How NOT to do a PhD #2: From Afar

Ok, so I wouldn’t necessarily call Durham to Leeds “far”, but when you’re trying to get books out of the library, or someone recalls them (even more annoying), it is pretty far. Well, a couple of hours by train or car. The annoying things first, then, before I take it all back and tell you why it wasn’t such a bad thing after all. I miss out on most of the socials, even when I happen to be in Leeds for the day, as I don’t want to stick around and get a train home at around 10pm. I miss most of the research days, unless I make a special effort to go for them. I don’t get to use the postgrad room for working, so most of my work has been done at home – I think I would have prefered a “going to work” sort of approach when I started out full time.

When I first started the PhD, there was a weekly seminar we had to attend about sociological research or some such (I forget, it wasn’t directly relevant to my book-based research), which meant a couple of hours on the train there and back. This actually is not entirely negative, as it generally provided good reading time, except for when I failed to book a seat or when other people were extremely disruptive (I remember two occasions very well). This proved relatively reasonably priced, providing I booked well in advance. The alternative, driving to Leeds, was also not too pricey, though it did take away the reading option. Going to Leeds meant I met with other research students in Theology and Religious Studies, and had the opportunity to visit the library weekly. I was also able to catch up with friends in Leeds, and sometimes stayed over with a medic friend from school. Once this module finished, however, I only tended to trek in about once a month.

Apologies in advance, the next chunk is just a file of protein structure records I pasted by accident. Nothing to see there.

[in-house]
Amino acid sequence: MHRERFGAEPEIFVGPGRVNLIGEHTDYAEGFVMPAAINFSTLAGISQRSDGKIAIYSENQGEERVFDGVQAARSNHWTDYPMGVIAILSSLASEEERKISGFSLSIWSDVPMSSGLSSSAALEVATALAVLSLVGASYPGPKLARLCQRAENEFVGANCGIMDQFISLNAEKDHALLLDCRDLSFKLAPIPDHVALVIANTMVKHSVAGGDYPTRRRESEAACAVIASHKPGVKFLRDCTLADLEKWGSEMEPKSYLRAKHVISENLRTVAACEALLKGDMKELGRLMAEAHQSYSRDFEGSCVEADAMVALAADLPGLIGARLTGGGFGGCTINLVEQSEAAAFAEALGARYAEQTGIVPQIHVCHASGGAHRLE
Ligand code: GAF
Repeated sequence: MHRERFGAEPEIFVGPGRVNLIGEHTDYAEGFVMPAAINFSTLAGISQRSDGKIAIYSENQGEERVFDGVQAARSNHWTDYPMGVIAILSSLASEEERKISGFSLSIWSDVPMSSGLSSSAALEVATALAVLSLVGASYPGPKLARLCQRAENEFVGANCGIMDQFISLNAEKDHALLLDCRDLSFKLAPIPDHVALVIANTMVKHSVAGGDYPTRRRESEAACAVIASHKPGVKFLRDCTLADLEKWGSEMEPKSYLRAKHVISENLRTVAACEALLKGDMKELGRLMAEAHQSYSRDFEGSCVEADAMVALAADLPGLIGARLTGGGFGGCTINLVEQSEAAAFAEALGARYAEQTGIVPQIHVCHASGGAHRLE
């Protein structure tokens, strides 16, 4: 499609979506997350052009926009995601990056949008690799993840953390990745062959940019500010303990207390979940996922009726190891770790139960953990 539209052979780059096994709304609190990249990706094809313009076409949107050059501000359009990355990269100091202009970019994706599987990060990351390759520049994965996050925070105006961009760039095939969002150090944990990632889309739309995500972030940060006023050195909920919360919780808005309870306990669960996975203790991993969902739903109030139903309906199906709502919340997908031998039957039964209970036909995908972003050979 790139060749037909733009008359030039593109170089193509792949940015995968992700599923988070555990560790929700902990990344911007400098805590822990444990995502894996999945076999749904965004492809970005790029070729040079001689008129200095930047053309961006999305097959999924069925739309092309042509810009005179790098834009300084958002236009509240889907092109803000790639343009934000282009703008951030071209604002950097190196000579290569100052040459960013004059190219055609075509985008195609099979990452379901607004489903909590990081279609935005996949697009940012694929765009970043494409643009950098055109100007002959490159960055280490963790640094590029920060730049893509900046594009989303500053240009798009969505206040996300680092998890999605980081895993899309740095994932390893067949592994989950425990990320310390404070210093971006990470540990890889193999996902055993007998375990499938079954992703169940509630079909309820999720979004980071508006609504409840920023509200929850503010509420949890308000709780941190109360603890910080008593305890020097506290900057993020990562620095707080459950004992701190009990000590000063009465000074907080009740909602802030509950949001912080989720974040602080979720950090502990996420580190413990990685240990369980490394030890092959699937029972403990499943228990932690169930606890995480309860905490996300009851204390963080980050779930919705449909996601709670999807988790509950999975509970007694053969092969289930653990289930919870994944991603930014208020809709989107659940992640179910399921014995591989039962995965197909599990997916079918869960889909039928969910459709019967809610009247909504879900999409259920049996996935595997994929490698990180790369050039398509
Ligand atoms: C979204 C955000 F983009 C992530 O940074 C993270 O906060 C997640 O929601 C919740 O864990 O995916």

When I had a full time job and couldn’t get to Leeds during the week, I had my supervisions via skype, which is just as good as face-to-face, without the convenience of being able to visit the library. The advantage of the library system in the modern world, too, is that many of the books I requested were acquired in electronic format, so I could read them from the comfort of my study, merely by signing in. Google books has also proved to be a valuable tool. I was also able to use Durham Uni library with my SCONUL card, but that seemed to expire every time I wanted to use it! Mostly, though, I’ve just bought the books, which means I now have a bookcase full of theology book that are of great interest to me, but not much interest to others.

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